Four years after first stepping into the gravel space with the launch of the Grevil, Pinarello has returned today with the latest iteration of its race-ready gravel bike, the Grevil F.
With its aerodynamic tube shapes and integrated cockpit, there’s no denying that the intentions for the new bike remain in racing, and that’s only further supported by the Italian maker’s list of performance claims. These include an eight percent stiffer bottom bracket, a four percent aerodynamic improvement and a claimed five watt savings when traveling at 40 km/h.
The Grevil F’s standout feature, in our view, however, is its balloon ride that accepts tires up to 700 x 50mm. This is as wide as one of the best gravel bikes designed for racing, 3mm wider than the Specialized Crux, 8mm more than the Canyon Grail and 12mm more than the Italian Bianchi Impulso Pro. This helps the Grevil F be as versatile as gravel is varied, and means owners are not forced to trade off between speed, comfort and capability. With a simple tire swap, riders can transition between fast light gravel terrain and more difficult technical trails, and this can be pushed even further with the Grevil F’s ability to accept 650b wheels with mountain bike tires up to 2.1 inches wide.
The original Grevil was once described as a caricature of Pinarello’s own design philosophy, thanks to the waveform applied to almost every tube available. Obviously Pinarello is sticking with it though, as it’s hard to tell the difference between old and new from the silhouettes alone. The design still has Pinarello’s asymmetric methodology at its heart, which adjusts the position and shape of the frame’s tubes to equalize stresses on the drive side of the frame. As part of this, the chainstays and chainstays are pivoted down, lowering both chainstays to aid tire clearance.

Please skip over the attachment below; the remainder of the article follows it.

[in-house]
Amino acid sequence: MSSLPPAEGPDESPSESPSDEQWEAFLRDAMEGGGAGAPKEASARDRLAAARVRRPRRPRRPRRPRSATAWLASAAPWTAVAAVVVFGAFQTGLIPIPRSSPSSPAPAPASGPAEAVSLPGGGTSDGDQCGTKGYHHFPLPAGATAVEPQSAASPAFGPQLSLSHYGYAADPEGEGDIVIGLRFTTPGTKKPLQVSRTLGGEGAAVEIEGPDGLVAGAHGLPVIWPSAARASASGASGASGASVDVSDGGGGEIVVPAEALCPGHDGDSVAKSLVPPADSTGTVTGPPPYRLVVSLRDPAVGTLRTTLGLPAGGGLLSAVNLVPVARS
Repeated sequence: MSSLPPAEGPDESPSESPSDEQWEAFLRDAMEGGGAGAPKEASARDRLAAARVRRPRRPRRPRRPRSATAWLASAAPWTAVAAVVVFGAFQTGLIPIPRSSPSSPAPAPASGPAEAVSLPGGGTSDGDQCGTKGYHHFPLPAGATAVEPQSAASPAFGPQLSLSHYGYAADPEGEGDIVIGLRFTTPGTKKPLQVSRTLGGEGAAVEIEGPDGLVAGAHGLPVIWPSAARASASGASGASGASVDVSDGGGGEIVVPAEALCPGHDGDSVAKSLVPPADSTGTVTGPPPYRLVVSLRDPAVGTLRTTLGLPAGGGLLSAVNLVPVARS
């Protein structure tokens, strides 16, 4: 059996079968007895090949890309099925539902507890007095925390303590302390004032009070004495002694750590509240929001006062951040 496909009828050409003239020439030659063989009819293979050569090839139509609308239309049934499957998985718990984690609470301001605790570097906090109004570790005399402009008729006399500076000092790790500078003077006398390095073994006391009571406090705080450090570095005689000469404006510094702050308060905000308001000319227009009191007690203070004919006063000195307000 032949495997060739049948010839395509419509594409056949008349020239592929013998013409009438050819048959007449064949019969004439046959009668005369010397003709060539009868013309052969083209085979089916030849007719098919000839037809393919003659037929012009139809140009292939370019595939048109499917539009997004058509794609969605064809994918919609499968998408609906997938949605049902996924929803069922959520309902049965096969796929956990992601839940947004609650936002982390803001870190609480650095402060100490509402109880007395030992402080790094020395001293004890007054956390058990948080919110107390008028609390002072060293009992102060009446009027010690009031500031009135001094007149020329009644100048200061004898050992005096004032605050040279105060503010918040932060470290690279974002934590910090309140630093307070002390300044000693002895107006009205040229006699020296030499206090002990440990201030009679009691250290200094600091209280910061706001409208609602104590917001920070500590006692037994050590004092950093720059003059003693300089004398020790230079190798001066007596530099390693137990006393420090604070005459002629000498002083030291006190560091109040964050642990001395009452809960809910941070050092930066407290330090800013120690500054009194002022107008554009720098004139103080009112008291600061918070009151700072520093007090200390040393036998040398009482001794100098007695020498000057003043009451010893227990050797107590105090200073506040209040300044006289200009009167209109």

In an effort to find that aforementioned five-watt savings, Pinarello redesigned the front end with its TICR (Total Internal Cable Routing) system, which runs cables internally through the bar, into the stem and through the 1.5- inch headset bearings. in the frame. In addition, Pinarello optimized the aerodynamics of the tube shapes, while retaining the concave down tube and fork valve to facilitate airflow around the bottle and front disc brake caliper respectively.
At 8.55kg for a fully built bike (size 53cm fitted with Campagnolo Ekar and Princeton Grit wheels), the Grevil isn’t the lightest on the market – a comparably spec’d S-Works Crux is 7.25kg – but it isn’t particularly heavy for a bike designed to go off-road either. An unpainted frame weighs 1.090 g, while the fork weighs 500 g. The frame is made from Toray T700 carbon fiber, the same material used for the Pinarello Prince, and each frame size is given size-specific geometry for consistent handling and stiffness across the range.
It also gets a threaded bottom bracket for easy maintenance, as well as a front-mounted seatpost clamp to keep it clear of mud. Being race oriented there are no mounts for fenders or racks, but a third water bottle cage mount is placed on the underside of the down tube to carry extra water.
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The Grevil F is available in three colors; black, champagne and green, although the latter is not available in the UK.
A Grevil F with Campagnolo Ekar and Fulcrum Rapid Red 500 wheels will cost £5,300, while an upgrade to Princeton Grit 4540 wheels will bring the price to £7,000. International prices are not yet known.
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